Sean was being a douche. And part of me just wanted to ignore him and never talk to him again, but I decided against doing that. I did like him. Maybe I wasn’t in love with him. But we got along just fine, and I liked having him around. We got into our first fight, but I was sure we could resolve it.
I went to see him at the library the next day. I’d brought my books back since he was so concerned about me getting them in on time. But when I got there, one of the other librarians was working. I went up to the front desk.
“Is Sean here?” I asked her. She looked at me, and something seemed to click.
“He took the day off,” she said. I could tell she was lying. Mostly because her eyes kept shifting to the back and she looked nervous. I sighed heavily.
“Look, I just want to talk to him. Try and work things out,” I explained.
“Well, he’s not here. So I don’t know what to tell you. Are you returning these?” I looked down at the pile of cookbooks I was still holding in my hands.
“Actually—no. Tell him if he wants me to return them he can stop being such a coward.” I turned to walk off. I’d said it as loud as I could in the hopes that he was hiding somewhere listening. I knew he was there because he never missed work. Not even when he was sick or when Reggie made his allergies act up so bad that his face got all puffy, and he could barely see straight.
“You’ll get charged for those,” she said as I walked away.
“They’re due on Friday.”
I wanted to go back home, but I had a feeling I wouldn’t hear from him if I did. So I went outside and turned the corner. Then I leaned against a wall and wondered how long I should wait before going back in. Maybe I could catch him. Maybe he’d come out to collect the books in the book drop. Maybe that was considered stalking.
It only lasted about five minutes before I got bored with that idea. I peeked my head around the corner to look back into the library. The glass doors were covered in flyers, but I could see enough of the front desk to know that he’d come back out. I could see the back of his head as he talked to the other lady. Probably about me.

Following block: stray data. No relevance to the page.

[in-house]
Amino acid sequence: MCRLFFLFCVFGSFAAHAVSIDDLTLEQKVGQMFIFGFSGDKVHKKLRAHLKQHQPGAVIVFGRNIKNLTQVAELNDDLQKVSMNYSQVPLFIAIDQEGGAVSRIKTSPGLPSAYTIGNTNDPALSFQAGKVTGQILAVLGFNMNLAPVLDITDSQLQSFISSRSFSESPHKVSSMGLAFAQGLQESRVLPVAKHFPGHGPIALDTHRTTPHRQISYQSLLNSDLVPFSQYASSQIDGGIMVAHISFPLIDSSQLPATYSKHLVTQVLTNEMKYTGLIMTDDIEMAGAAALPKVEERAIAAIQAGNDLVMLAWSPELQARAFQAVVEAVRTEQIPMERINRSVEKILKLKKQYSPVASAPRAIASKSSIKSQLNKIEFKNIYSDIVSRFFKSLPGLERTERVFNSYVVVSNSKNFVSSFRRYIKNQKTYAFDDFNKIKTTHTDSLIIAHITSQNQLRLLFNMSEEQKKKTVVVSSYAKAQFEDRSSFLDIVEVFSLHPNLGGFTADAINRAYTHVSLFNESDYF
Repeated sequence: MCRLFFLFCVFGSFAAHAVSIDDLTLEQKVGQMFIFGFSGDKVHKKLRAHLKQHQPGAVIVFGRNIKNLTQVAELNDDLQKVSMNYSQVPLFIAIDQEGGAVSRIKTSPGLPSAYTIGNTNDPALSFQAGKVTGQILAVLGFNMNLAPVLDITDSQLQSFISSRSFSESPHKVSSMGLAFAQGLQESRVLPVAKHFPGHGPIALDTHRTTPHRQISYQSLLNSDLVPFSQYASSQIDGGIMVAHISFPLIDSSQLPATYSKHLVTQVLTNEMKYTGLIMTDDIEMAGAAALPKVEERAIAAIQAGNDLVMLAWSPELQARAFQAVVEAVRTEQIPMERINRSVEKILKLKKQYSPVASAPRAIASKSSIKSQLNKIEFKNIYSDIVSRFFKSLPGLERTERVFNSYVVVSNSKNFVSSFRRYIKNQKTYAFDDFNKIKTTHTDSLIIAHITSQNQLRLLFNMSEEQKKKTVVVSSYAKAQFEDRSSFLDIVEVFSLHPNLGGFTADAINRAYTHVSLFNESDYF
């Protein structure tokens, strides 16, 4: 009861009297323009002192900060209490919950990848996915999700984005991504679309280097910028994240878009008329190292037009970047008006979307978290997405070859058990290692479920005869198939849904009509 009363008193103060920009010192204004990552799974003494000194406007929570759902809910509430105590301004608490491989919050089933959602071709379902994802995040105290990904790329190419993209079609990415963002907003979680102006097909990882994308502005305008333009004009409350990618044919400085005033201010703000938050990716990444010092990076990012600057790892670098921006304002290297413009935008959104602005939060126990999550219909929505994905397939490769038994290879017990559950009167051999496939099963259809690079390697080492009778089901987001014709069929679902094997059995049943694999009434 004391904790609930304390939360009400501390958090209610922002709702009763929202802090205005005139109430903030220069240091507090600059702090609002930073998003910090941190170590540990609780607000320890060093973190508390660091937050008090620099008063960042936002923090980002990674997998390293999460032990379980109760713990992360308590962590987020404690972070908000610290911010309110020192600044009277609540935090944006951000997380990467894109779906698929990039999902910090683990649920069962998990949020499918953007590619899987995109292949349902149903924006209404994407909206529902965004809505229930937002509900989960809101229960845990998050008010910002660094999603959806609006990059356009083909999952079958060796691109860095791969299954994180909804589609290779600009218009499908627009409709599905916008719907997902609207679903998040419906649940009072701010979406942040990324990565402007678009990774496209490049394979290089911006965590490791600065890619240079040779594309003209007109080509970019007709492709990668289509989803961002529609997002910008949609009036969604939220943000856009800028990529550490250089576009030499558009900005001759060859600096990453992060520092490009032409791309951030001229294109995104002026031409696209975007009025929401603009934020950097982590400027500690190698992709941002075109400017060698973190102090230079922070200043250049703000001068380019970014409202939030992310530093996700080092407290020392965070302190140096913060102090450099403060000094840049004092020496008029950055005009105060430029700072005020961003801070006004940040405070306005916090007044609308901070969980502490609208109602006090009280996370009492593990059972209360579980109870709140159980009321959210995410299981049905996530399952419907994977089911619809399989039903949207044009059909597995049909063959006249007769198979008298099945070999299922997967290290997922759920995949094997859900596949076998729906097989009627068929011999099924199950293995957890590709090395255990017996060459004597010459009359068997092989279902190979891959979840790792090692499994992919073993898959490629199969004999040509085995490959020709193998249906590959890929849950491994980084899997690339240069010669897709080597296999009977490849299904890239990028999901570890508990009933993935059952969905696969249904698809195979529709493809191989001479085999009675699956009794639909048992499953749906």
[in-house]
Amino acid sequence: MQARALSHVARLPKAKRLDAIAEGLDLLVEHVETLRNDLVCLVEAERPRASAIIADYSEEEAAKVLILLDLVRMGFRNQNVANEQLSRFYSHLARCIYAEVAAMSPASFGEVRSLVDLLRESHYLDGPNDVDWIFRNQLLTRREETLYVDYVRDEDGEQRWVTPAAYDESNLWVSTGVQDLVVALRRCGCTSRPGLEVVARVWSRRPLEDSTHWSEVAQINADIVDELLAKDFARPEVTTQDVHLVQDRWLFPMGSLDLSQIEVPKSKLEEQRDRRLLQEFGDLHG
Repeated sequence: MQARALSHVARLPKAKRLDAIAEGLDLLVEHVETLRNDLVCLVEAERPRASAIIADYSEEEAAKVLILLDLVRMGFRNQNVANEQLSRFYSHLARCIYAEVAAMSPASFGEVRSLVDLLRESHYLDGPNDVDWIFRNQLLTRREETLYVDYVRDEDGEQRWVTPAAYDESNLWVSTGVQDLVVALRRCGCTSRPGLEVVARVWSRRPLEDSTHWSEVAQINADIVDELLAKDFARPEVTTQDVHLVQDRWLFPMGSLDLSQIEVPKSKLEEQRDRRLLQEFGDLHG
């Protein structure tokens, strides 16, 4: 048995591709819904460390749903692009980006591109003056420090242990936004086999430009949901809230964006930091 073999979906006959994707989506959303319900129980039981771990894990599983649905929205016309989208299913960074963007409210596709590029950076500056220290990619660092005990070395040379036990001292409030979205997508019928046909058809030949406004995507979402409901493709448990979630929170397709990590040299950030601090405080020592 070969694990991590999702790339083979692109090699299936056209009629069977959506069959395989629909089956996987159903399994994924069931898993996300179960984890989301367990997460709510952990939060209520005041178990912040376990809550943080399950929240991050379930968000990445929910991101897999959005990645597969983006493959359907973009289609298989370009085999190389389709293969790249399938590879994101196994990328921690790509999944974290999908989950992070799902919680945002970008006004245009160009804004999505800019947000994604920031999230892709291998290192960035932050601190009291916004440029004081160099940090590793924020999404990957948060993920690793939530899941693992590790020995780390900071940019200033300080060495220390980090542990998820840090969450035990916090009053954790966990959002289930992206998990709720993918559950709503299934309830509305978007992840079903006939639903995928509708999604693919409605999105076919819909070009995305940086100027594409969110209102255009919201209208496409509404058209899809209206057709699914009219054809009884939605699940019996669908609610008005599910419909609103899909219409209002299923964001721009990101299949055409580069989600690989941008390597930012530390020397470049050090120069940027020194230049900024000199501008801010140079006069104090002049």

Well, I just wasn’t going to have that. I held my books to my chest and marched back inside. His head turned as the door opened and then I saw a flash of panic in his eyes before he gave up and sighed.
“You know stalking is kind of uncool, right?” he asked.
“You know ignoring me is kind of uncool too,” I quipped. “I need to talk to you.”
“Do you want me to call the police?” the woman asked him. He shook his head.
“No, I’ll just go on my break,” he told her. Then he motioned for me to follow him. He led me back through the children’s section and out onto a patio where they were apparently teaching little kids how to grow tomato plants. He sat down on the bench by a fountain and stared at the small garden. “What do you want, Piper?” he asked.
“For starters, I’d like to know where we stand. We had one fight. I didn’t think it was enough to make you ignore me. Can we talk about this? Or is this the end? If it is, then you should have just told me instead of avoiding me.”
“I just didn’t get the feeling that you actually cared. I figured ignoring you was making it easy for you to go off and be with that—Vincent guy.”
“What makes you think I want to be with Vincent?” He gave me a look.
“Because I’ve done this before. Maybe you don’t want to be with him now. And you haven’t—accepted that as a possibility yet. But I’ve been in this exact relationship. Where I’m the second choice. Even when she doesn’t think that she’s putting me second. And she begs me not to give up on her. She always—always—ends up going for the other guy. I don’t want to do that. I’d rather get it over with now so that it doesn’t hurt as much later.”
“Why do you think I’d do that to you? You think I’m not loyal?”